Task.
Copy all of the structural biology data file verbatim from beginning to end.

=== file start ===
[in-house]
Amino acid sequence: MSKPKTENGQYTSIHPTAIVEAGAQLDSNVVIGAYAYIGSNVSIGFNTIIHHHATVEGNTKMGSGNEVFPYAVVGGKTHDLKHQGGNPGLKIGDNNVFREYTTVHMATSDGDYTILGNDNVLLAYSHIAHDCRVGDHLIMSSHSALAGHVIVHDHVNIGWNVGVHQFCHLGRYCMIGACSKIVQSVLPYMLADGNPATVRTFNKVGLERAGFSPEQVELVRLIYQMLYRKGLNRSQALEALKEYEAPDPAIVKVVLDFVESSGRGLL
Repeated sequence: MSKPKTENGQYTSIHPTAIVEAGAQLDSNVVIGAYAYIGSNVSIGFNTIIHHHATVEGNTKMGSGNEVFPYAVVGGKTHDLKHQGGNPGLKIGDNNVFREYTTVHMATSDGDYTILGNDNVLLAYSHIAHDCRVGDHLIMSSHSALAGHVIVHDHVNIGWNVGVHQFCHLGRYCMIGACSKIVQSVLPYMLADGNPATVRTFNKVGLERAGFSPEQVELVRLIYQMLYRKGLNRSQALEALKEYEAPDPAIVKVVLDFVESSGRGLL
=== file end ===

[in-house]
Amino acid sequence: MSKPKTENGQYTSIHPTAIVEAGAQLDSNVVIGAYAYIGSNVSIGFNTIIHHHATVEGNTKMGSGNEVFPYAVVGGKTHDLKHQGGNPGLKIGDNNVFREYTTVHMATSDGDYTILGNDNVLLAYSHIAHDCRVGDHLIMSSHSALAGHVIVHDHVNIGWNVGVHQFCHLGRYCMIGACSKIVQSVLPYMLADGNPATVRTFNKVGLERAGFSPEQVELVRLIYQMLYRKGLNRSQALEALKEYEAPDPAIVKVVLDFVESSGRGLL
Repeated sequence: MSKPKTENGQYTSIHPTAIVEAGAQLDSNVVIGAYAYIGSNVSIGFNTIIHHHATVEGNTKMGSGNEVFPYAVVGGKTHDLKHQGGNPGLKIGDNNVFREYTTVHMATSDGDYTILGNDNVLLAYSHIAHDCRVGDHLIMSSHSALAGHVIVHDHVNIGWNVGVHQFCHLGRYCMIGACSKIVQSVLPYMLADGNPATVRTFNKVGLERAGFSPEQVELVRLIYQMLYRKGLNRSQALEALKEYEAPDPAIVKVVLDFVESSGRGLL